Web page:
When it got to break-down point like it does every time right before transition, she helped me groan and breathe in a way that calmed me, rather than leading to panic. She told me I was safe, and she was there, and it was going to be okay, and I really COULD keep going even though I didn’t think I could. And somehow I could. I did. And I had a beautiful boy, and afterwards she called the nurses and took them to task for how cold it was in the room, made me a cup of tea and brought me a biscuit, and made sure I had warm socks.
Comfort and pain are not opposites. Comfort is not numbing ourselves to pain. Comfort is not avoiding suffering. Comfort is the thing we need in a world that is broken and hurting and suffering. If God’s not making everything new right this minute, then what we need in the meantime is some comfort.
I used to read Jesus’ words in John about the Spirit as a bit wishy-washy. A bit fluffy. So Jesus is leaving and he’s giving us his spirit as a comforter? Seems a bit second rate. He’s not gong to fix things at the minute, he’s just going to comfort us.
But when I think about going through the pain of labor, I realize comfort is exactly what I wanted. I didn’t actually need the pain to stop. I needed someone next to me, telling me how to breathe, massaging my back, and bringing me warm socks. What my son needs, yes of course is for the virus to end, but he also needs someone to sit and hold him when he throws up. It’s what he asks for —“Mommy hold me, don’t go!” He needs someone to make sure his blankie is right there for a snuggle.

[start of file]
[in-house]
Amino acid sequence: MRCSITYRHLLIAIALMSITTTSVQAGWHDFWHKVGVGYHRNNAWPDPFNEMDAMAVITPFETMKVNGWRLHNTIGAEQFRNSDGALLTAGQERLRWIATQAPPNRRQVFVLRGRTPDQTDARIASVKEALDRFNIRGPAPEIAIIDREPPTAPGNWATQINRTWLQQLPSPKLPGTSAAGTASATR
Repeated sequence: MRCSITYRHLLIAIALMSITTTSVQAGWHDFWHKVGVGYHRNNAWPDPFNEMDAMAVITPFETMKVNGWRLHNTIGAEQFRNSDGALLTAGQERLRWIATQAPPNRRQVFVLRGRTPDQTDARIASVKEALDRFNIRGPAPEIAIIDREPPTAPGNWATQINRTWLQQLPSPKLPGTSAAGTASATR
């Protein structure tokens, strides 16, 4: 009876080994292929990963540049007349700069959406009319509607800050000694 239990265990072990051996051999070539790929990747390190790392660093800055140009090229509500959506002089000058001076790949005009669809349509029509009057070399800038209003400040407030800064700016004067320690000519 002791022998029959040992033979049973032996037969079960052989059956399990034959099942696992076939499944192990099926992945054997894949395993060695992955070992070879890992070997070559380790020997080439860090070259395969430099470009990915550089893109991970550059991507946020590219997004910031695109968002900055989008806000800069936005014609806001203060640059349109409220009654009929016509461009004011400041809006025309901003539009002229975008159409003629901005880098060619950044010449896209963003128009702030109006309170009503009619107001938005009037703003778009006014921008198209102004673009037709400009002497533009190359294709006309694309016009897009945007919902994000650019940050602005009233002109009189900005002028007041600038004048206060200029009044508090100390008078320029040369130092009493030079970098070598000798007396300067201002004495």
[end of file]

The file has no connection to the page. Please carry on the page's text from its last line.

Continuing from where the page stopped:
Maybe comfort is not a passive, wishy-washy feeling, but a person.
Someone with the wisdom and experience to actively do things to help us get through it. Maybe we need the knowledge that we’re not alone, but there’s someone right there holding us. Maybe we need to know there’s someone speaking up on our behalf to get those in authority to bring us the extra blanket. Maybe we need someone coming alongside when we start to panic, helping us to breathe, to groan from the gut rather than the chest, just like the doula does.
Maybe that’s what it means when Paul means when he says the Spirit groans along with us, as the whole created world groans as in labor, waiting for God to make everything new. Maybe that’s what Jesus means when he says he’s not leaving us as orphans but giving us the comforter.
Maybe God gave us exactly what we need by giving himself to us as the Spirit.
We’re not alone. The Spirit is really here, giving us comfort. Dare I say, making us more comfortable?
*The only time comfort is okay is when you say it in Danish, and call it hygge, and then that’s fine. Because- Denmark. Duh. If you don’t know what I mean by this, you obviously never read the internet. Or you read the wrong internet.